Printed submissions can be delivered to the Laurinburg Exchange office, emailed to [email protected] by 5 p.m. on Wednesday for inclusion in the following Friday’s edition. Be sure to include your event address and contact details as well as a phone number that editors can call for questions and clarification. Most events occurring outside the County of Scotland (with the exception of Maxton) will not be included and we are not listing scheduled Sunday services here.
– St. David’s Episcopal Church will be hosting an outdoor pet blessing at 3:00 p.m. The event will take place on the grounds of the church at the corner of Azure Court and Covington Street. Reverend Jeff Krantz, Reverend Linda Nelson and Reverend Bob Button will bless the animals. All animals must be in a transport cage or on a leash. All humans should wear masks. The offering will be given to the Scotland County Humane Society.
– St. David’s Episcopal Church invites the community to celebrate their new ministry with Reverend Jeff Krantz. A service in celebration of a new ministry will be held at 7 p.m. at the church located at 506 Azure Ct. (Corner of Covington St. and Azure Ct.) The Rt. The Reverend Anne Hodges-Copple, Suffragan Bishop of Carolina North, will be the chief celebrant and preacher.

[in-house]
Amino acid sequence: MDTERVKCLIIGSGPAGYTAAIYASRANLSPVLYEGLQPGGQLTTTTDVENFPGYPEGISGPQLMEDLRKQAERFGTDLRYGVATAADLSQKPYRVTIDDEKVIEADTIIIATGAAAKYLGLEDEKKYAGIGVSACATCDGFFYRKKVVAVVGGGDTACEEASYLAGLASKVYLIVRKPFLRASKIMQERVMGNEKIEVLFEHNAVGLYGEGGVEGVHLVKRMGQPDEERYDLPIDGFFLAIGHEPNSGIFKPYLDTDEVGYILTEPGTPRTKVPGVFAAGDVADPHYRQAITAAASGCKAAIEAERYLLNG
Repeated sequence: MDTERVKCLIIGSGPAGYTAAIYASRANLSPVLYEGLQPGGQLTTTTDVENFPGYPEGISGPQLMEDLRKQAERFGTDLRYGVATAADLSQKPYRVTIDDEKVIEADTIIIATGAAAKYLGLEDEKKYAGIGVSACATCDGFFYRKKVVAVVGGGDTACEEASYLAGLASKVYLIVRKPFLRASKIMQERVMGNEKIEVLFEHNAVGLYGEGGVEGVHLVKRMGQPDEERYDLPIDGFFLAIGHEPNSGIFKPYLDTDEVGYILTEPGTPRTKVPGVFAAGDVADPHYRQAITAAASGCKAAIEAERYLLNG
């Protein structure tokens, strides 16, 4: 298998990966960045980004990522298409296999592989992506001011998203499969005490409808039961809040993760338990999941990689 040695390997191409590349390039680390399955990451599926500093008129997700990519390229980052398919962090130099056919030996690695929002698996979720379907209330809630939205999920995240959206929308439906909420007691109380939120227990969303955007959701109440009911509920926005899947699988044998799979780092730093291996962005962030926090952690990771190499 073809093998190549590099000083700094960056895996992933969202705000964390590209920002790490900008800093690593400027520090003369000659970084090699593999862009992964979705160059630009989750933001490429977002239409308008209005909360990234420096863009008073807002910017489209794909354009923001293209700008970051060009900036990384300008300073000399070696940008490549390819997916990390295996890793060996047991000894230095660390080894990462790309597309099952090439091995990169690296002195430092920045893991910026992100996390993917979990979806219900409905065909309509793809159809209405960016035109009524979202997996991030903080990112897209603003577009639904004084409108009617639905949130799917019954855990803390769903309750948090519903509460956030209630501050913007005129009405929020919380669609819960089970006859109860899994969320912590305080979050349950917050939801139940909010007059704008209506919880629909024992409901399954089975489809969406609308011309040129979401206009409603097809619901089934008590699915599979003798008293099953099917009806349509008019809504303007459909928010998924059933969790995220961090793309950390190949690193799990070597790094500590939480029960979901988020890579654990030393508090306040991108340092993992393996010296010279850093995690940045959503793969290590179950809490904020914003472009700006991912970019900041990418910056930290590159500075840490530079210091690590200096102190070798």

– The Lutheran Church of the Living Word will be holding a Holiday Bazaar / Bake Sale and Garage Sale from 8 am to noon at 1925 S. Main St. (between Music Master and the old Pizza Hut). A loaded wine basket will be drawn at noon. Raffles cost $ 1 each. You don’t have to be present to win.
– Community members are invited to walk the outdoor maze at the corner of Covington Street and Azure Court on the grounds of St. David’s Episcopal Church in Laurinburg. For social distancing and safety reasons, only allow one person or one household unit into the maze at a time. If other people are present, also wear a mask. Please also note that the ground / stones may be uneven, so wear comfortable and stable shoes. Walking through a prayer maze can take anywhere from 10 to 20 minutes and more, depending on your personal preferences and pace.
Used for thousands of years, labyrinths are present in almost all religious traditions and cultures. Labyrinths have been part of the Christian experience since the 4th century. In the 12th century, they occupied an important place in the great cathedrals of Europe. Medieval Christians walked through mazes as an alternative to a dangerous pilgrimage to Jerusalem.
Recently, Christians have experienced a resurgence of interest as modern “pilgrims” in their own spiritual journeys. The maze has once again become a tool to encourage prayer, meditation, and spiritual growth. The rhythm of walking, placing one foot in front of the other, calms the mind, relaxes the body and refreshes the mind.
All are invited to visit the labyrinth and experience a respite from anxiety and feel the presence of God in their lives.